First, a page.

Super Mario 3D Land (6.5 hours)

On the Retronauts Discord, which I am now no longer a part of, some folks hate on classic games. Specifically Super Mario 64. Their argument is that classic Mario games are really obstacle courses with a finish line, and SM64 does away with that in favor of massive maps and collectibles. Super Mario 3D Land was an attempt to bring the obstacle course design into three dimensions. I’d say they succeeded, but it isn’t perfect. Though 3D Land is highly polished, there’s some fuzziness to the controls, which is the biggest letdown.

Yes, it is polished. The graphics are crisp, bright, and colorful. This is the best use of the “3D” part of the 3DS I have seen. The 3D effect gives some depth to the visuals, and lets you gauge jumps better. At the same time, the controls are poor. Part of the problem is the analog nub, which simply cannot ever feel as good as a home console controller, due to the nature of portable gaming devices. Still, Mario’s max run speed is slow. One time I was chasing a mushroom halfway across an entire stage because Mario was slower than the mushroom. Also, it is hard to guess where a jump is going to land. I frequently missed enemy heads and “powered down” because this game doesn’t have as polished a jump as Mario 64 or Mario Galaxy.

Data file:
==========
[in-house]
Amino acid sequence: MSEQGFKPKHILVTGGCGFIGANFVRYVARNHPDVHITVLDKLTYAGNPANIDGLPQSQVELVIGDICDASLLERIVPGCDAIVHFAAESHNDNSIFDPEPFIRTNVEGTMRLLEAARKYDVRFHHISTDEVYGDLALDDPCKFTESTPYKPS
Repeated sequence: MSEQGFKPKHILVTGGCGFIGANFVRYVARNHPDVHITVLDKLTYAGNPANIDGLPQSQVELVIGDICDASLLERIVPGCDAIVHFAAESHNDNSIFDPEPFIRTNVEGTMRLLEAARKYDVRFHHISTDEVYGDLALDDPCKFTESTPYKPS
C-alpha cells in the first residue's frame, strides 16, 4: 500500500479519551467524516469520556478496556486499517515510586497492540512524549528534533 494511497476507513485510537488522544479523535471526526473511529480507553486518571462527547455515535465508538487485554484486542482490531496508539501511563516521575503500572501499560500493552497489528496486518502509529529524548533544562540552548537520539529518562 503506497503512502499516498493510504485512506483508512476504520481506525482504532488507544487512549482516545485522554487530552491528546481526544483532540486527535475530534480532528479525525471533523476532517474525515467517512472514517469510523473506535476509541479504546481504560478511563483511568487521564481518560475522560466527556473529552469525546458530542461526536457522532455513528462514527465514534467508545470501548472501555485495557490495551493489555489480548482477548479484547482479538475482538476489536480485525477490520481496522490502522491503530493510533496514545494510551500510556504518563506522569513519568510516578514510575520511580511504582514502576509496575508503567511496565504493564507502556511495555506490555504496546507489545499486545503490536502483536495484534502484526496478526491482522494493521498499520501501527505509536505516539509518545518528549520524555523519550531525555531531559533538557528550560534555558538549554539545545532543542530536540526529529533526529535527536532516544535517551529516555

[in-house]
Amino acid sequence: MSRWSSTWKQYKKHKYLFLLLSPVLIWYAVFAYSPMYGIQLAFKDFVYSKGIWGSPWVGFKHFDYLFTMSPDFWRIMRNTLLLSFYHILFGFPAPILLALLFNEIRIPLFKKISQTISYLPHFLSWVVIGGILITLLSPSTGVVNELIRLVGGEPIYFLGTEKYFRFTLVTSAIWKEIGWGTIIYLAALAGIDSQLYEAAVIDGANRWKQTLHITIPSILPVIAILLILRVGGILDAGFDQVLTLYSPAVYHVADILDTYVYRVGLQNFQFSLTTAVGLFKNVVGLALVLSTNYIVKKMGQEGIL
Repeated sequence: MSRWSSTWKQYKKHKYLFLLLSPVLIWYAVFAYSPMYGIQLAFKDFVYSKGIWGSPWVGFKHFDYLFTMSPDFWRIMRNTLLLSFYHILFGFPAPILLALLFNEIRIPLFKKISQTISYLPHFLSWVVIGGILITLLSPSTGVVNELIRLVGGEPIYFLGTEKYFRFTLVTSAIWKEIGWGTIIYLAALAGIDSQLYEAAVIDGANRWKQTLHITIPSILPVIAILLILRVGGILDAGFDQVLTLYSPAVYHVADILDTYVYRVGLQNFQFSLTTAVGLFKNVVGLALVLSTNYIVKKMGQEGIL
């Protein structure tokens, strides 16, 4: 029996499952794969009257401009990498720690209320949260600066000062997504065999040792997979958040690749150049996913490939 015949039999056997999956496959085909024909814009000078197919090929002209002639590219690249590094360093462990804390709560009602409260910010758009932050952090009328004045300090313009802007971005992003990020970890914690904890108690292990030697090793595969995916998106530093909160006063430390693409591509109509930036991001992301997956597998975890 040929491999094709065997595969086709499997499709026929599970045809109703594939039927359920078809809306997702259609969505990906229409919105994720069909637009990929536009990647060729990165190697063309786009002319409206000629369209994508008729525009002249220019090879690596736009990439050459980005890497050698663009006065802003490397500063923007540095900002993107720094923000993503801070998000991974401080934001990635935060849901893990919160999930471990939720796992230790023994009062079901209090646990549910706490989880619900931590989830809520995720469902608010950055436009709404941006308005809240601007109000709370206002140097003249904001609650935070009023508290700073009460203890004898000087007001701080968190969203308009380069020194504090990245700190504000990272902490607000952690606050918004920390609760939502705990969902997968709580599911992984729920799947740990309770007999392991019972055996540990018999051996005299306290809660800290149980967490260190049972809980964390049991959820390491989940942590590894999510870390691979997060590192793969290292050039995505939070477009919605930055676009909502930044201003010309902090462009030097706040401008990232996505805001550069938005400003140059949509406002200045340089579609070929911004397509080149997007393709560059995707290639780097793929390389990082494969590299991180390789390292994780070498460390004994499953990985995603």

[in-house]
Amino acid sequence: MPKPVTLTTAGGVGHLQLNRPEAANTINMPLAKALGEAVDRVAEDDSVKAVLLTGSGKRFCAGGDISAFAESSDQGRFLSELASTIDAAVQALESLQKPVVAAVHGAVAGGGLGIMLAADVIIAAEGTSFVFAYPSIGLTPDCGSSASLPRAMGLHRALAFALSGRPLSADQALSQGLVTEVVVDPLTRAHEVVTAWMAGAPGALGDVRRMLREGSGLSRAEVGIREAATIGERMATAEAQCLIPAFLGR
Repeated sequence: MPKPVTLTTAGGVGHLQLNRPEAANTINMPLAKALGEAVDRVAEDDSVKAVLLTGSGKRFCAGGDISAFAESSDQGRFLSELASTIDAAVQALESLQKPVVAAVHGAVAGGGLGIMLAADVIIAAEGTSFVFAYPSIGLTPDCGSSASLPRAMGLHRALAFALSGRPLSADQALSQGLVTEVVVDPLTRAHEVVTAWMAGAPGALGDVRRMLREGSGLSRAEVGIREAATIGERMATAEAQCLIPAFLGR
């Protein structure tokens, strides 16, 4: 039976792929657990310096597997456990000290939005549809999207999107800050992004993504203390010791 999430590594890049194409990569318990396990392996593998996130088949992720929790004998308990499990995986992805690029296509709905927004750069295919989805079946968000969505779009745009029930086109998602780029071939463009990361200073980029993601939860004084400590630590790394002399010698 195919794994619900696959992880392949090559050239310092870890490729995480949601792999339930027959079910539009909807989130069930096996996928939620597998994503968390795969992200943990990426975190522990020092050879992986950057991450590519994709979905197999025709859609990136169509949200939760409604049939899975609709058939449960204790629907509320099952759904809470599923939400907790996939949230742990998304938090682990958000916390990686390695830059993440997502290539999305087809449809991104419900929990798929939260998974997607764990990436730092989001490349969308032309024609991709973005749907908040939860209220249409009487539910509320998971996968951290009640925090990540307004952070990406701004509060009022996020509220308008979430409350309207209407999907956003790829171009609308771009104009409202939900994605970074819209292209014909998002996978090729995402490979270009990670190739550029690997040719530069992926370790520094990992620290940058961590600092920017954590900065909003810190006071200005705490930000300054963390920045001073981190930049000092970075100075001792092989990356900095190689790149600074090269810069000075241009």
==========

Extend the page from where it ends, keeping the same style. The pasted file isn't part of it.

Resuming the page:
If you’ve ever played a 3D Mario, you will feel right at home. Unfortunately, the coveted triple jump from Mario 64 is gone, meaning getting to higher ground is more difficult. You must scan your surroundings to get up there. Oftentimes, wall kicks will work (if you know, you know). Lives are never an issue. You have them, but you will never run out. If you keep dying, the game will give you a “cheat suit,” which is a Tanooki suit that lets you plow through enemies, and so basically you become invincible. If you are still dying, you can warp to the finish line. Welcome to modern Mario titles, you cannot lose.

Enemies are basically unchanged from all previous Mario games. It’s a sad world where I watch the latest Zelda: Tears of the Kingdom promo, and they’re experimenting with new enemies in Zelda, but they won’t change enemies in a Mario game. My favorite enemy-type, however, is the cardboard cutouts of enemies, which are there just to fool you. There are three Star Coins in every stage, which are sometimes in secret locations. However, you are required to have a minimum number of Star Coins to gain entry to certain stages. These secrets cease to be secret when you are required to seek them out.

Nintendo can polish a game to a high sheen. I get that. But I also spent a little while last night playing a Zelda fan-game, which is a direction I’ve been wanting to take my blog for a while now. The fan game was janky as hell, but it was made by one guy, and he was not asking for your money. I don’t want to sound too dismissive of Super Mario 3D Land. I had a great time. It doesn’t overstay its welcome. I finished the game in about three days. But this isn’t as mind-blowing as the first time you saw Super Mario World, or Super Mario 64. Evolutionary, not revolutionary. Still, where are the major studios that can top Nintendo’s level of polish?



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